Where, as we have seen, Meny considers the constitutional element of the EU to be overdeveloped, Moravcsik considers this “overdevelopment” to be one of the EU’s major legitimizing aspects (Moravcsik 2002; 605). For Moravcsik, the EU specializes in those areas where democratic states traditionally have made extensive use of delegation to independent agencies. Furthermore, the EU is constrained by substantial legal, fiscal and procedural “brakes” enshrined in treaties and legislative provisions. The EU has both direct and indirect accountability through the Council and the Parliament, maintains Moravcsik, and adds that semi-autonomous judges and technocrats providing expertise and minority protection lend a certain legitimacy to EU-level decisions. Such actors moreover provide majorities with unbiased representation.5 Moravcsik argues that essentially, deliberation is a fruitless exercise since voters within the EU do not care anyway (2002; 614). He concludes that the EU’s policy output is close to the preferences of the median voter, and that there is no democratic deficit unique to the EU when judged by the same standards as the member states. Zweifel (2002) comes to a similar conclusion on the basis of a study comparing the EU, Switzerland and the USA on a number of democracy scales. The EU, he finds, does not deviate significantly from the other two cases he examines.

In a similar vein, Crombez’s (2003) rational choice model of decision-making in federal systems shows the EU not to have a democratic deficit, when applied to the co-decision procedure. Crombez expects the democratic deficit to show up as a large deviation between the median voter’s preference and the EU’s policy output. The larger the distance between median-voter preference and policy output, the larger the democratic deficit (Crombez 2003; 104). The analysis nevertheless concludes that there is no democratic deficit per se in the EU. The only problems Crombez identifies are excess delegation and a lack of information. In this, the EU is not alone, Crombez maintains, similar to Moravcsik (see above). Crombez´s suggestions for a more democratic EU, though, show more sympathy for Hix´s & Follesdal´s (as cited above) preference for more competition for key EU-level offices (Crombez 2003; 116). As Crombez only analyses the co-decision procedure, it is unclear to what extent his results apply to the other forms of EU decision-making, though admittedly, the co-decision procedure is currently the EU’s main decision-making procedure.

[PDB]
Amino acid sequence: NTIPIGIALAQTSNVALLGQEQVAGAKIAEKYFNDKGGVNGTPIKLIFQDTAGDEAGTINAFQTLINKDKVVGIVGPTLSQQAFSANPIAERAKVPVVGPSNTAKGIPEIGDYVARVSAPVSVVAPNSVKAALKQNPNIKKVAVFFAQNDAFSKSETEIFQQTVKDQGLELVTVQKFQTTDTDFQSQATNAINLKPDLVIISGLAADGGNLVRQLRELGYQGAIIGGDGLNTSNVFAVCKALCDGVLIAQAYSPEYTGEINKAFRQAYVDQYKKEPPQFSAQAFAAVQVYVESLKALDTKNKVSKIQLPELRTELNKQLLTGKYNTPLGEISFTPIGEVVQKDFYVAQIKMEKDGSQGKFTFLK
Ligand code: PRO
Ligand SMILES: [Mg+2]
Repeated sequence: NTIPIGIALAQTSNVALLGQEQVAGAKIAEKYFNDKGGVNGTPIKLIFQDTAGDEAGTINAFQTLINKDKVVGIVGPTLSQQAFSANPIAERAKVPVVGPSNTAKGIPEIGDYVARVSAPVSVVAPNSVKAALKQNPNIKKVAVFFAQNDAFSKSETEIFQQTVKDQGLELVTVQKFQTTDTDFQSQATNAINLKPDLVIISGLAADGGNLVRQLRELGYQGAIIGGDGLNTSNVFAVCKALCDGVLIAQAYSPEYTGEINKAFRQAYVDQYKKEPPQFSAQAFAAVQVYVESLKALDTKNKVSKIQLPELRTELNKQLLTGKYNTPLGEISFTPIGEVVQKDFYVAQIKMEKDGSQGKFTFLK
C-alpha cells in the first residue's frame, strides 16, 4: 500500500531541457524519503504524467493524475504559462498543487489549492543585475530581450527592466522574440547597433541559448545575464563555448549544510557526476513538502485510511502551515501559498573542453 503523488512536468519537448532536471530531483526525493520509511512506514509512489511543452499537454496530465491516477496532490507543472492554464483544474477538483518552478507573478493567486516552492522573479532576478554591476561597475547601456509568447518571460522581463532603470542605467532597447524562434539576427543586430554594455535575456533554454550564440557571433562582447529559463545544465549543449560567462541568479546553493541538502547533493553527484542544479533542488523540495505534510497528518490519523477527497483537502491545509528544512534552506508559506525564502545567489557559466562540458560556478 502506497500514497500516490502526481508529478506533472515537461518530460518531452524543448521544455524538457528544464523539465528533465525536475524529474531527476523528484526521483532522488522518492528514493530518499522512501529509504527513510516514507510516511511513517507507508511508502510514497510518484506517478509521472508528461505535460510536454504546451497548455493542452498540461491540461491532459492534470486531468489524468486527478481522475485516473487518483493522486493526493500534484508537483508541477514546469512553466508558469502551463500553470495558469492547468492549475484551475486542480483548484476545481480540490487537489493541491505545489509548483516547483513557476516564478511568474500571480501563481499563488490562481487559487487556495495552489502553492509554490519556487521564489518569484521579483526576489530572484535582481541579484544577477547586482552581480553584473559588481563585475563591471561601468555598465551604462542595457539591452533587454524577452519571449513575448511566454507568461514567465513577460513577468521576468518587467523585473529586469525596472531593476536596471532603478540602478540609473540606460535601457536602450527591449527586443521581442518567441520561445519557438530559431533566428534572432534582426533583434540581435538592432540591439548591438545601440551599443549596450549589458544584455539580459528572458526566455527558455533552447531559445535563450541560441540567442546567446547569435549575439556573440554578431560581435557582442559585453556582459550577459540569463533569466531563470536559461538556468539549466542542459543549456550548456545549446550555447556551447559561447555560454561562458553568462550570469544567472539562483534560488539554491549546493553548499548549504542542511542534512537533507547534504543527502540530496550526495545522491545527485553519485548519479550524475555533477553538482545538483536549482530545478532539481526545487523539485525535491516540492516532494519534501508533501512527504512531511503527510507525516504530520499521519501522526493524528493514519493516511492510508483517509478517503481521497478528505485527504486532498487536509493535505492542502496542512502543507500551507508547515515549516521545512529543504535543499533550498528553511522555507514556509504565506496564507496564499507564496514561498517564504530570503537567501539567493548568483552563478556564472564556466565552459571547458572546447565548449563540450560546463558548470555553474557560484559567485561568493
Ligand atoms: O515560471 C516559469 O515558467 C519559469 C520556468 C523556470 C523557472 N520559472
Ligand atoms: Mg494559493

Crombez and Moravcsik differ on one central point, namely the role of blocking minorities. A central concern for the consensus model of democracy is that minorities should not be excluded from the decision-making process (Lijphart 1999). Both Moravcsik and Crombez agree that blocking minorities is a central part of the “political game” in the EU. However, Moravcsik thinks that minorities’ ability to block particular policies is essentially positive for democracy, although that undermines the popular dimension of democracy (Moravcsik 2002; 609). Crombez, in contrast, argues that blocking minorities prevent policy output from approximating the median voter's preference, thus representing an obstacle to democracy (Crombez 2003; 113).

Blocking minorities undermine the popular dimension of democracy, which does not sit comfortably with the political participation aspect of democracy. Furthermore, Hix and Follesdal (2006) rightly criticize Moravcsik for treating voter preferences as exogenous to the political process. Lord (2006) echoes this position, writing that “preferences in a democracy need to be deliberated and not just aggregated” (Lord 2006; 672).

The EU as a regulatory polity

The view of the EU as a regulatory polity is closely linked to the idea and practice of delegation and principal-agent relations. Tallberg (2002) has identified one aspect of delegation that may limit legitimacy and one aspect that may enhance it. Not surprisingly, the question boils down to what one views as the proper source of legitimacy. If procedural legitimacy is stressed, then delegation may decrease legitimacy as the agent has no external source of democratic legitimacy, and because the agent has the possibility of acting beyond his/her actual terms of reference. If efficiency is viewed as the primary or only source of legitimacy, then delegation may enhance democratic legitimacy, if it produces Pareto-efficient policies from which EU citizens will benefit (Tallberg 2002; 36).

Franchino’s studies (2004, 2005, 2007) of the reasons for delegating authority to the Commission and national agencies shed some light on the actual practice of delegation. Compiling a dataset comprising 158 of the most important legal acts adopted in the EU which serve as the basis for a “discretion index”6, Franchino finds that worries about the lack of accountability is unfounded as the Council has a large degree of control with regards to “bureaucratic drift” (Franchino 2007; 307, Franchino 2004; 291-2). Furthermore, in the majority of cases, delegation does not confer implementation powers to the Commission but rather to national agencies (Franchino 2004; 286-7). In this sense, fears of a vast bureaucracy beyond democratic control in Brussels seem unfounded.